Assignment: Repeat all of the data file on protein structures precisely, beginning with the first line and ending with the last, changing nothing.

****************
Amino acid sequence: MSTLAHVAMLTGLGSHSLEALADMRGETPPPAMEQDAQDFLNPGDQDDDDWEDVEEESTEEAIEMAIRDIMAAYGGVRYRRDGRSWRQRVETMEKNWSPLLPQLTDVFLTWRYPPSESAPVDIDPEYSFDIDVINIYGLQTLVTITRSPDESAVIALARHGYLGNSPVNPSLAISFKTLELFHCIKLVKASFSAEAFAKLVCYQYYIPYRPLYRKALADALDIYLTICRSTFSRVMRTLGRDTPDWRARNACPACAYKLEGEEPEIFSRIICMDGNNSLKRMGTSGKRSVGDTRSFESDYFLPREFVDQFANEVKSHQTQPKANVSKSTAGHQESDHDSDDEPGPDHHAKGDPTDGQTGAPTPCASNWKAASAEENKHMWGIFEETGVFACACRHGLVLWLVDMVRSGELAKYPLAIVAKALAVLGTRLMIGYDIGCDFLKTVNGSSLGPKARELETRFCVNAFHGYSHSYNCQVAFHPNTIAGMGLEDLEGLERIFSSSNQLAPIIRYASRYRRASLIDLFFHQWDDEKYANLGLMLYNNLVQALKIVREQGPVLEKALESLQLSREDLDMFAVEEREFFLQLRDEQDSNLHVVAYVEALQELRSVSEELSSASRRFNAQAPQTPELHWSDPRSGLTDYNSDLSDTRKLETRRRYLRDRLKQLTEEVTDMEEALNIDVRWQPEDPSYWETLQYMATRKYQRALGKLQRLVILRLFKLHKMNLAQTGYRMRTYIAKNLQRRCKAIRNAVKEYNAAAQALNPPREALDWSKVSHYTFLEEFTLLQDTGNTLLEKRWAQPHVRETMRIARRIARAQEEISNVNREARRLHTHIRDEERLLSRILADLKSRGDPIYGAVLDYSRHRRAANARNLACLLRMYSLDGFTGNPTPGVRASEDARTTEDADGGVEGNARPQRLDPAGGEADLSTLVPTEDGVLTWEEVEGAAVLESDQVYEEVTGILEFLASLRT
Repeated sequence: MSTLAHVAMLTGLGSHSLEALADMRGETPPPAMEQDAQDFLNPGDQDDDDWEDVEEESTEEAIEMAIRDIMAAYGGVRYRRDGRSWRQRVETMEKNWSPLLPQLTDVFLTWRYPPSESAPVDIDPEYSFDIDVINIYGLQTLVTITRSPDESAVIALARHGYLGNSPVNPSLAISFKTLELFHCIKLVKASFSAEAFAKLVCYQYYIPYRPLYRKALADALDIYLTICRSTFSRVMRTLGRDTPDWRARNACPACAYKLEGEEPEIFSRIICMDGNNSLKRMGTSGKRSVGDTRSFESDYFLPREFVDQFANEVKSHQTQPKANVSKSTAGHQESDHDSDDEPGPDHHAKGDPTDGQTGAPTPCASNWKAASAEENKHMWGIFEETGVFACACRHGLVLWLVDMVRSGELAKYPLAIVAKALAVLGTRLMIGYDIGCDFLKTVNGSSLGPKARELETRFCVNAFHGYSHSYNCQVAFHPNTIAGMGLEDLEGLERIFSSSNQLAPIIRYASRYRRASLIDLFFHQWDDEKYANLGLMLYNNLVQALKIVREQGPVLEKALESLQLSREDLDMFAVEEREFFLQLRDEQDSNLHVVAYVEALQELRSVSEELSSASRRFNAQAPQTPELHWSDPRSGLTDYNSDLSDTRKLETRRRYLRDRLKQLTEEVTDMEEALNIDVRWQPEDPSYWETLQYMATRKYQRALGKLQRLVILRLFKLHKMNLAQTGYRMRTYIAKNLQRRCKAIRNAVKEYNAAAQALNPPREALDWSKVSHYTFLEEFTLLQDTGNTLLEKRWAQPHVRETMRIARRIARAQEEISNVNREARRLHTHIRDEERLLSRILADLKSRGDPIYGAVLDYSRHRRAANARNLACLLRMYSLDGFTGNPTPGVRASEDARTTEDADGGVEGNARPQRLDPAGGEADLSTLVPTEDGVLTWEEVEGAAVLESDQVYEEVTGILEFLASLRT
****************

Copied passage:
Amino acid sequence: MSTLAHVAMLTGLGSHSLEALADMRGETPPPAMEQDAQDFLNPGDQDDDDWEDVEEESTEEAIEMAIRDIMAAYGGVRYRRDGRSWRQRVETMEKNWSPLLPQLTDVFLTWRYPPSESAPVDIDPEYSFDIDVINIYGLQTLVTITRSPDESAVIALARHGYLGNSPVNPSLAISFKTLELFHCIKLVKASFSAEAFAKLVCYQYYIPYRPLYRKALADALDIYLTICRSTFSRVMRTLGRDTPDWRARNACPACAYKLEGEEPEIFSRIICMDGNNSLKRMGTSGKRSVGDTRSFESDYFLPREFVDQFANEVKSHQTQPKANVSKSTAGHQESDHDSDDEPGPDHHAKGDPTDGQTGAPTPCASNWKAASAEENKHMWGIFEETGVFACACRHGLVLWLVDMVRSGELAKYPLAIVAKALAVLGTRLMIGYDIGCDFLKTVNGSSLGPKARELETRFCVNAFHGYSHSYNCQVAFHPNTIAGMGLEDLEGLERIFSSSNQLAPIIRYASRYRRASLIDLFFHQWDDEKYANLGLMLYNNLVQALKIVREQGPVLEKALESLQLSREDLDMFAVEEREFFLQLRDEQDSNLHVVAYVEALQELRSVSEELSSASRRFNAQAPQTPELHWSDPRSGLTDYNSDLSDTRKLETRRRYLRDRLKQLTEEVTDMEEALNIDVRWQPEDPSYWETLQYMATRKYQRALGKLQRLVILRLFKLHKMNLAQTGYRMRTYIAKNLQRRCKAIRNAVKEYNAAAQALNPPREALDWSKVSHYTFLEEFTLLQDTGNTLLEKRWAQPHVRETMRIARRIARAQEEISNVNREARRLHTHIRDEERLLSRILADLKSRGDPIYGAVLDYSRHRRAANARNLACLLRMYSLDGFTGNPTPGVRASEDARTTEDADGGVEGNARPQRLDPAGGEADLSTLVPTEDGVLTWEEVEGAAVLESDQVYEEVTGILEFLASLRT
Repeated sequence: MSTLAHVAMLTGLGSHSLEALADMRGETPPPAMEQDAQDFLNPGDQDDDDWEDVEEESTEEAIEMAIRDIMAAYGGVRYRRDGRSWRQRVETMEKNWSPLLPQLTDVFLTWRYPPSESAPVDIDPEYSFDIDVINIYGLQTLVTITRSPDESAVIALARHGYLGNSPVNPSLAISFKTLELFHCIKLVKASFSAEAFAKLVCYQYYIPYRPLYRKALADALDIYLTICRSTFSRVMRTLGRDTPDWRARNACPACAYKLEGEEPEIFSRIICMDGNNSLKRMGTSGKRSVGDTRSFESDYFLPREFVDQFANEVKSHQTQPKANVSKSTAGHQESDHDSDDEPGPDHHAKGDPTDGQTGAPTPCASNWKAASAEENKHMWGIFEETGVFACACRHGLVLWLVDMVRSGELAKYPLAIVAKALAVLGTRLMIGYDIGCDFLKTVNGSSLGPKARELETRFCVNAFHGYSHSYNCQVAFHPNTIAGMGLEDLEGLERIFSSSNQLAPIIRYASRYRRASLIDLFFHQWDDEKYANLGLMLYNNLVQALKIVREQGPVLEKALESLQLSREDLDMFAVEEREFFLQLRDEQDSNLHVVAYVEALQELRSVSEELSSASRRFNAQAPQTPELHWSDPRSGLTDYNSDLSDTRKLETRRRYLRDRLKQLTEEVTDMEEALNIDVRWQPEDPSYWETLQYMATRKYQRALGKLQRLVILRLFKLHKMNLAQTGYRMRTYIAKNLQRRCKAIRNAVKEYNAAAQALNPPREALDWSKVSHYTFLEEFTLLQDTGNTLLEKRWAQPHVRETMRIARRIARAQEEISNVNREARRLHTHIRDEERLLSRILADLKSRGDPIYGAVLDYSRHRRAANARNLACLLRMYSLDGFTGNPTPGVRASEDARTTEDADGGVEGNARPQRLDPAGGEADLSTLVPTEDGVLTWEEVEGAAVLESDQVYEEVTGILEFLASLRT